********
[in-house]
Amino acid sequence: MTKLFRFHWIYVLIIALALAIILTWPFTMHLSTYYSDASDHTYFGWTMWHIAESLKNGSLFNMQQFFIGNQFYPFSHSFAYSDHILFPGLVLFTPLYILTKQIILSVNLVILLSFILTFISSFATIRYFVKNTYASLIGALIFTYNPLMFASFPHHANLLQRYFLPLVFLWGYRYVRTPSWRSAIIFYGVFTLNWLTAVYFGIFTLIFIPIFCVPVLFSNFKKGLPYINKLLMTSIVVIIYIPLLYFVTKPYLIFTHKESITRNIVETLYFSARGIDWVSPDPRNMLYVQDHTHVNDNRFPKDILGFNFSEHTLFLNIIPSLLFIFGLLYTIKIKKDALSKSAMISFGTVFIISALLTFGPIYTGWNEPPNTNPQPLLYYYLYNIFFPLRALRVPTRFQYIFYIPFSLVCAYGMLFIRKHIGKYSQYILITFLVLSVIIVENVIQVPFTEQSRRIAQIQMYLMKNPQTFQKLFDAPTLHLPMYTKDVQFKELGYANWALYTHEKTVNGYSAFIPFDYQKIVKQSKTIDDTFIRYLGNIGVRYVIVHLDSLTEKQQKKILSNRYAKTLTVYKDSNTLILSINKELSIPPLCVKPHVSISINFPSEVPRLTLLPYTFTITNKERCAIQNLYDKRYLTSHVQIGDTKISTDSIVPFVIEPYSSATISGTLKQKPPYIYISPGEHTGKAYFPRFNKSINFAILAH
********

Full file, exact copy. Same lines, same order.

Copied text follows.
[in-house]
Amino acid sequence: MTKLFRFHWIYVLIIALALAIILTWPFTMHLSTYYSDASDHTYFGWTMWHIAESLKNGSLFNMQQFFIGNQFYPFSHSFAYSDHILFPGLVLFTPLYILTKQIILSVNLVILLSFILTFISSFATIRYFVKNTYASLIGALIFTYNPLMFASFPHHANLLQRYFLPLVFLWGYRYVRTPSWRSAIIFYGVFTLNWLTAVYFGIFTLIFIPIFCVPVLFSNFKKGLPYINKLLMTSIVVIIYIPLLYFVTKPYLIFTHKESITRNIVETLYFSARGIDWVSPDPRNMLYVQDHTHVNDNRFPKDILGFNFSEHTLFLNIIPSLLFIFGLLYTIKIKKDALSKSAMISFGTVFIISALLTFGPIYTGWNEPPNTNPQPLLYYYLYNIFFPLRALRVPTRFQYIFYIPFSLVCAYGMLFIRKHIGKYSQYILITFLVLSVIIVENVIQVPFTEQSRRIAQIQMYLMKNPQTFQKLFDAPTLHLPMYTKDVQFKELGYANWALYTHEKTVNGYSAFIPFDYQKIVKQSKTIDDTFIRYLGNIGVRYVIVHLDSLTEKQQKKILSNRYAKTLTVYKDSNTLILSINKELSIPPLCVKPHVSISINFPSEVPRLTLLPYTFTITNKERCAIQNLYDKRYLTSHVQIGDTKISTDSIVPFVIEPYSSATISGTLKQKPPYIYISPGEHTGKAYFPRFNKSINFAILAH